Brahms
Academic Festival Overture
Violin Concerto in D
Symphony No.2 in D

Sayaka Shoji (violin)
Baltimore Symphony Orchestra conducted by Yuri Temirkanov
For any orchestra, even a German one, to bring an all-Brahms programme to London is curious. That an American orchestra, one “renowned for its uncompromising artistic innovation,” did so is stranger still. Hopefully this choice wasn’t dictated by a perception that London audiences only go to hear what they know – nevertheless, a collecting of music heard in London virtually every week seemed a miscalculation. Samuel Barber’s First Essay is included in the BSO’s tour; this would have made a more appropriate entrĂ©e. Debussy’s La mer and Ravel’s La valse also feature. Pamela Frank would have been very welcome as advertised – so too was Miss Shoji – but Andre Watts is the other tour-soloist with Rachmaninov’s Second Concerto; this individual pianist is long overdue a London appearance. Christopher Rouse is the Orchestra’s ’New Music Consultant’ – this distinguished American composer’s Phaeton, say, would have been very agreeable.
Although the stalls of the Barbican Hall were more or less fully occupied, it was the only area with an audience. A goodly number seemed to be with the concert’s sponsors – not for the first time has an interval been extended by social excursions; arriving back late, keeping Orchestra and audience waiting, is disrespectful.
The concert itself confirmed the BSO is an excellent orchestra – something already known from its many CDs with former Music Director David Zinman. Temirkanov, his successor, a regular in London, is not particularly associated with Brahms; these perfectly decent readings do not alter that situation. All three works were well prepared, played with personality, fine blend and subtlety – rich, silky strings, integrated brass (very welcome!) and a lively, characterful woodwind section, the distinctive oboe timbre marking the BSO as American.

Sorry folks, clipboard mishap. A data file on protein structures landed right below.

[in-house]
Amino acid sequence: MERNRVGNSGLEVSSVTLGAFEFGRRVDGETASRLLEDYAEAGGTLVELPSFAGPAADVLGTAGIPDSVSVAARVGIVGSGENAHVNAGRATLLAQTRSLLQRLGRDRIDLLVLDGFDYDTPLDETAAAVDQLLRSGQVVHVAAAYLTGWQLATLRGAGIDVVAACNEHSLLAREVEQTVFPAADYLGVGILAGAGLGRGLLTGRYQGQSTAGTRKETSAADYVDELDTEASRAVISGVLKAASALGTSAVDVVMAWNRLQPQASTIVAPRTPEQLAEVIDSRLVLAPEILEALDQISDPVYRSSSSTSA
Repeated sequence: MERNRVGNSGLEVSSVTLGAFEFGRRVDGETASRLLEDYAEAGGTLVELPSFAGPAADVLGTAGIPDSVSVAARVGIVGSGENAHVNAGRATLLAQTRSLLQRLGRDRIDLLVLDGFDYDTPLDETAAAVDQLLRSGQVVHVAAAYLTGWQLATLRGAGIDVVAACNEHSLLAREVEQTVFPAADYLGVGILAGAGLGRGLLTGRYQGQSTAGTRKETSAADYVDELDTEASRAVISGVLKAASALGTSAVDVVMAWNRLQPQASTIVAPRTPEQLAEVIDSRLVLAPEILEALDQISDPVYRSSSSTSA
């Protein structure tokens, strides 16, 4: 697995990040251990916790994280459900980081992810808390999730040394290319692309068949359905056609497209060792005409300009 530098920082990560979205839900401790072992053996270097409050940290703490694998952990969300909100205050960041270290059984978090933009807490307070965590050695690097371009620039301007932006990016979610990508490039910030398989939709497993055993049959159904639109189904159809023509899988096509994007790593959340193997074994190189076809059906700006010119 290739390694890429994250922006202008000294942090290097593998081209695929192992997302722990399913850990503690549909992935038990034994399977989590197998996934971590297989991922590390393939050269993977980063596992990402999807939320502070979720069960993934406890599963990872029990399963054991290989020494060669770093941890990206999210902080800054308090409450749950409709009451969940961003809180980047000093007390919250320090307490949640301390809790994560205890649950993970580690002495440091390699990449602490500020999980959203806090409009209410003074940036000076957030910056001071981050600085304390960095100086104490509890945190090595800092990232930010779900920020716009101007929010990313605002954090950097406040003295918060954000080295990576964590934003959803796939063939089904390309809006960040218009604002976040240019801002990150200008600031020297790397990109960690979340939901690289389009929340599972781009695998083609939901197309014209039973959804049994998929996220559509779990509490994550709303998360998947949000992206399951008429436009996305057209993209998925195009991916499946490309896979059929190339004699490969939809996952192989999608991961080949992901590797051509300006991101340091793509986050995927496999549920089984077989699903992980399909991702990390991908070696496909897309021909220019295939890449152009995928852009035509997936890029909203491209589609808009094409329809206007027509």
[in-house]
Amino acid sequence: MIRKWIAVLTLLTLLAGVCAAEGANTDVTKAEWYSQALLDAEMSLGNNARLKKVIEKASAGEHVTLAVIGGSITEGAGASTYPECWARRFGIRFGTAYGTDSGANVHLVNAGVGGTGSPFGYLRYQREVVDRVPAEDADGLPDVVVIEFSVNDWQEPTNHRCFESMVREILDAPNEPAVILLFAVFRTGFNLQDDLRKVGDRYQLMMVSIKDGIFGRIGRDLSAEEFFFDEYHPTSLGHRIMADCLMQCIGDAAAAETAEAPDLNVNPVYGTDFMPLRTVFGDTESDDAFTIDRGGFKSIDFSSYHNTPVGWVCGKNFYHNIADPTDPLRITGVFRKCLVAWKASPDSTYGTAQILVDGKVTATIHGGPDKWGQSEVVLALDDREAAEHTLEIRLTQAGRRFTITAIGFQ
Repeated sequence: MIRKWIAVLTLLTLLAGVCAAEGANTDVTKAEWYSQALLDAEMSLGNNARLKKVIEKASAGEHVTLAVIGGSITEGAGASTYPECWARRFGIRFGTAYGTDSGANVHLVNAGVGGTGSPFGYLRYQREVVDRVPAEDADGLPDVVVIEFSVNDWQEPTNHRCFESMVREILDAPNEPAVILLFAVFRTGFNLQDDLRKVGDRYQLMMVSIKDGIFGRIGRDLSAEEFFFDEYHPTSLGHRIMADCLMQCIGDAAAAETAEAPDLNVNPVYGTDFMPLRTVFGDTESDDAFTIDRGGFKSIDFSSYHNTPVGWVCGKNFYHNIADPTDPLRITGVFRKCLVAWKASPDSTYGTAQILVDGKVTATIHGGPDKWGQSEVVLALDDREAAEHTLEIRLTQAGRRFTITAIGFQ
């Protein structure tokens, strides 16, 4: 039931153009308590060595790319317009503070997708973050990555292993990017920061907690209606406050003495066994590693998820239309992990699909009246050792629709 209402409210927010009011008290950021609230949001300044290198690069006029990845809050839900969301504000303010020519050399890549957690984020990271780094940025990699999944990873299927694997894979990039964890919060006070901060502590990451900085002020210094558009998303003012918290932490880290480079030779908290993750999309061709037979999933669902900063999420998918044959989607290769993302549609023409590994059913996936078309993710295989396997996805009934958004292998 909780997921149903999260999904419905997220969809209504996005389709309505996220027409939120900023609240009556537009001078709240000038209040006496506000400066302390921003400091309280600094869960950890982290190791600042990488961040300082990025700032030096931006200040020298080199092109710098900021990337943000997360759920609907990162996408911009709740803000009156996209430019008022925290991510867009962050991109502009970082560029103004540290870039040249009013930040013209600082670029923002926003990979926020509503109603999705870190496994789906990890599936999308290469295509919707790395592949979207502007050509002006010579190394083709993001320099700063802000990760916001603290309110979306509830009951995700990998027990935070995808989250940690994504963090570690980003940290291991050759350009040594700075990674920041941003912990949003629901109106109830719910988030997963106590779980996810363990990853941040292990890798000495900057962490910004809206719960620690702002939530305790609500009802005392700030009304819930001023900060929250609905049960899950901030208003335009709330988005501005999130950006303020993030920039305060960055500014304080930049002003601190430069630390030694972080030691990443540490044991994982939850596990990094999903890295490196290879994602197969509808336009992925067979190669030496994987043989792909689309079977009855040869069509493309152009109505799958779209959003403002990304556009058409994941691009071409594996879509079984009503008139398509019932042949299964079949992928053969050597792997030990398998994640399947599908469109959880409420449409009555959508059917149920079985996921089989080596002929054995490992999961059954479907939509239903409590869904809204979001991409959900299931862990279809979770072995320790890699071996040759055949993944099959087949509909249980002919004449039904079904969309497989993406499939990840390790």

Temirkanov’s undemonstrative conducting let the music flow; textures were homogeneous rather than explicit. An over-impetuous symphony finale mirrored the overture – exuberant if somewhat relentless – albeit rendered with keen dexterity. The first movement’s exposition increased in pace, eschewing a repeat, neatly segueing into the stormier development, which became harried. The concert’s highlight was the symphony’s slow movement where a burst of tuba tone signalled an intense and heartfelt traversal that brought Brahms closer to Tchaikovsky.
Temirkanov’s accompaniment for Sayaka Shoji, while accommodating, was rather off-the-peg. She, at 18, clearly has a bright future; she is natural, poised, confident and gifted. Reminding 60:40 of Henryk Szeryng and David Oistrakh, the former’s technical regard, the latter’s emotional distance, she was at her most convincing in the lyrical music. A tendency to be slightly under the note in more strenuous passages, Shoji has some way to go to make this concerto more her property – this was an ’as taught’ rendition – though she spread her wings in Joachim’s cadenza with some individual touches.
The parsimonious encore, an American folksong in a homespun arrangement, rather summed-up the evening as a whole – a wasted opportunity to showcase the Baltimore Symphony Orchestra beyond D major Brahms.

 

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